Nimans denied sale of recall meat

03/27/2014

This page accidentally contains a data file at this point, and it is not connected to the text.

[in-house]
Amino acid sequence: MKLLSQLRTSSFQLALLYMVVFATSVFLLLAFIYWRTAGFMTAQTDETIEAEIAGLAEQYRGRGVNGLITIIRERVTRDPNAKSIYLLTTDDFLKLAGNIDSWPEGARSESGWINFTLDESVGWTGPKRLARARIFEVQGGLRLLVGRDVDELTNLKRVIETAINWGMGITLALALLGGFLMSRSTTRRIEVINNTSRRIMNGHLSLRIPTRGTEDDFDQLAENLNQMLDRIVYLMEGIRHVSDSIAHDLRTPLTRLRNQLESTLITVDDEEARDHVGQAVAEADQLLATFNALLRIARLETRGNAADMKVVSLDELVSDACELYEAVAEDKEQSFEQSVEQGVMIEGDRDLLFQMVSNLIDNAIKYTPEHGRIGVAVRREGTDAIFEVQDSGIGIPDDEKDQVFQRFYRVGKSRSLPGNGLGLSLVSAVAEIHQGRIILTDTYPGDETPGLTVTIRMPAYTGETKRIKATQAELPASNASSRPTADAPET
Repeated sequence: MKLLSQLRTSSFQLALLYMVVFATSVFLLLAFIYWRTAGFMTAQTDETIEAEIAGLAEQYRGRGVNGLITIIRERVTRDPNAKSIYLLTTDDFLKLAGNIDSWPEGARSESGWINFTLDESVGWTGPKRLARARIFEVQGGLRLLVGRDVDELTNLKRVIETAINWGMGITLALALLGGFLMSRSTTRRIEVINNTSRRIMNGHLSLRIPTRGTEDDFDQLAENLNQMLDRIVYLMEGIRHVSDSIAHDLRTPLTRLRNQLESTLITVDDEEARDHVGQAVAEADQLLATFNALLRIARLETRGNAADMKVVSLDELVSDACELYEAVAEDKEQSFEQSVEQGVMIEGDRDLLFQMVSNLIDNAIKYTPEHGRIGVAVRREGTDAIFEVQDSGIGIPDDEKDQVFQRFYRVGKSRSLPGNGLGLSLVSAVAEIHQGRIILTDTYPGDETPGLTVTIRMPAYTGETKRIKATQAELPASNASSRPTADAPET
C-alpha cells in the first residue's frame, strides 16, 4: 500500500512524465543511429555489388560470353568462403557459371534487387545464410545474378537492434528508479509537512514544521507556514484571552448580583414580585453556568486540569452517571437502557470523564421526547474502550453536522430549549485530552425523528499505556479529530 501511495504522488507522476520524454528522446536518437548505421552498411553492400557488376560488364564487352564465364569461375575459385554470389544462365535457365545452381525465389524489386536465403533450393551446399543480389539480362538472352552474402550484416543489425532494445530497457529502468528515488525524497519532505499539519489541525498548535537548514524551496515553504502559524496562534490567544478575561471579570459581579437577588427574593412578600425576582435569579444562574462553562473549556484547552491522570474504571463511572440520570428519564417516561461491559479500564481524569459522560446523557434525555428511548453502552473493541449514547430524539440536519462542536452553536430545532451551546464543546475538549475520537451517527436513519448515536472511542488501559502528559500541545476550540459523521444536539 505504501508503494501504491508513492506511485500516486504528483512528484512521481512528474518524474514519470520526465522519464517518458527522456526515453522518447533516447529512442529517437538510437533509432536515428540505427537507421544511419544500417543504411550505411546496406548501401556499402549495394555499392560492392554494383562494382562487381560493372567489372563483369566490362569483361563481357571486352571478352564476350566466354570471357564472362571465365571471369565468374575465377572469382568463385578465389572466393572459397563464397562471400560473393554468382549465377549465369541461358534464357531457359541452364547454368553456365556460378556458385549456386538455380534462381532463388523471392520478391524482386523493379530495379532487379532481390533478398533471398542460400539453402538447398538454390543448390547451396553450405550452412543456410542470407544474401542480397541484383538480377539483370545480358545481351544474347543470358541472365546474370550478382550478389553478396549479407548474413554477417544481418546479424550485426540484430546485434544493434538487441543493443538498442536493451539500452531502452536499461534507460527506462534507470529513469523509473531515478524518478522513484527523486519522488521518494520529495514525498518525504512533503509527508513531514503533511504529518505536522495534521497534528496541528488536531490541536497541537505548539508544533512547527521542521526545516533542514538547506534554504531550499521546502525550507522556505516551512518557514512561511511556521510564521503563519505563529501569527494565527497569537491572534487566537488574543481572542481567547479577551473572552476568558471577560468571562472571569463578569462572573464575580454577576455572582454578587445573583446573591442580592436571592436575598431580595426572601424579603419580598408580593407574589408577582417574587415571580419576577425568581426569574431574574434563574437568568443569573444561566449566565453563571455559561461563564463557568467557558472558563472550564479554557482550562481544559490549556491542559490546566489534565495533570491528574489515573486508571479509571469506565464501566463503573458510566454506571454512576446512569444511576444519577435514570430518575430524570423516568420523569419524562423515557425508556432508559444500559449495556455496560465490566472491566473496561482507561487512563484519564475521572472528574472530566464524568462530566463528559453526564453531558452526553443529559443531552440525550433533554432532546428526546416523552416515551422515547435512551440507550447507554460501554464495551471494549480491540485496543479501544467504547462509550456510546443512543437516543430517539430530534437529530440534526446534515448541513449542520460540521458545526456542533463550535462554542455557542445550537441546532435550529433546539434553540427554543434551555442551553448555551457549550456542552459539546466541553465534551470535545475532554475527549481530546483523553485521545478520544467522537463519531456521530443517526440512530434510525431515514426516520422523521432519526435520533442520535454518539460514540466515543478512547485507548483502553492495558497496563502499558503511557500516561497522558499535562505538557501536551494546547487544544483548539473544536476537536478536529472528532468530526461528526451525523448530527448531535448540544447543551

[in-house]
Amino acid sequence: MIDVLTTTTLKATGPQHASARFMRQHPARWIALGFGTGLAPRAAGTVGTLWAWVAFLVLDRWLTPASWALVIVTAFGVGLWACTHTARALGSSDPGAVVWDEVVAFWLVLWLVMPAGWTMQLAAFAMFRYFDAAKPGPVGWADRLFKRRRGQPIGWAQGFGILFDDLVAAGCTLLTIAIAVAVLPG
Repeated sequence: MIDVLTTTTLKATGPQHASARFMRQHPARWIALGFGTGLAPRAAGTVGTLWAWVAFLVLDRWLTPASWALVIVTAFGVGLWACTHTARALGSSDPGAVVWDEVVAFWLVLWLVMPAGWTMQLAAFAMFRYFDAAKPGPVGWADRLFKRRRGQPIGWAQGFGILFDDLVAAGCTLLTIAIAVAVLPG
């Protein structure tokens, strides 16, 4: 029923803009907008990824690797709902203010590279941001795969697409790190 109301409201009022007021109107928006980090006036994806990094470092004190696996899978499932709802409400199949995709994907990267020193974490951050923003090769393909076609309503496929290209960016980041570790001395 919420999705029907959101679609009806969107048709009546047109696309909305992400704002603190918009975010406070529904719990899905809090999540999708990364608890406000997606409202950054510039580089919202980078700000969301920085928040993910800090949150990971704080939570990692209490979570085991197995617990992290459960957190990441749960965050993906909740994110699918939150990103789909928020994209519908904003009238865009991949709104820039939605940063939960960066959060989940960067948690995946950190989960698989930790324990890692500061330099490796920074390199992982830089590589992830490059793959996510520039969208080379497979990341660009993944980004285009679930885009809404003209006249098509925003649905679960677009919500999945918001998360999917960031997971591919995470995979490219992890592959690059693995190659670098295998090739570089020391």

The United States Department of Agriculture’s food safety inspectors issued a final ruling last week condemning recalled meat from BN Ranch and other custom producers who slaughtered their cattle at Rancho Feeding and had their meat swept up in a blanket 8.7 million-pound recall last month. To clarify whether the meat “can be salvaged for human food,” Daniel Engeljohn, an assistant administrator overseeing field operations for the Food Safety and Inspection Service, met with roughly 20 ranchers and representatives for Sen. Dianne Feinstein, Rep. Jared Huffman and Rep. Mike Thompson. Led by the Nimans, who have at least $300,000 pounds worth of beef in deep freeze, producers argued their meat was kept distinct from the culled dairy cows that Rancho allegedly killed at night to hide eye cancer. The custom slaughter was done on a different day, ranchers maintain, and the meat was kept in an enclosed area. But after listening to concerns, Dr. Engeljohn still denied the appeal. “In light of the practices alleged to have been employed by the establishment’s management, F.S.I.S. cannot apply the mark of inspection to any of the product,” he wrote in a letter. “Even though the investigation is on-going, F.S.I.S. is confident that it cannot ensure that your product was not substituted or cross-contaminated.” The Nimans are considering legal action. “We were really trying to avoid this avenue, but it’s the only thing left to us now,” said Nicolette Hahn Niman, a lawyer and author. The U.S.D.A. made clear that they would not reimburse producers for recalled meat, saying that responsibility lies with “the recalling establishment.” Ranchers could file a lawsuit against the U.S.D.A. if they could prove the agency was “negligent in its handling of this recall action,” Dr. Engeljohn said, but he was confident they “took the appropriate steps.” Jeffrey Bornstein, a lawyer for Rancho’s owner Jesse “Babe” Amaral, said he could not comment on whether the Nimans would be compensated. “Our business is in jeopardy,” Ms. Hahn Niman said. “This has put us significantly in the red. There’s definitely a possibility that the business will not be able to continue to function.” Even if the company can continue, they face significant setbacks, Ms. Hahn Niman added, noting they have already been forced to reduce the number of employees. As local ranchers sort through their meat and balance books, the U.S.D.A. delivered at least some good news: the Petaluma slaughterhouse has permission to reopen on April 7, under the new ownership of David Evans, the founder and CEO of Marin Sun Farms. Painters have already begun refreshing the exterior with a new coat of white paint.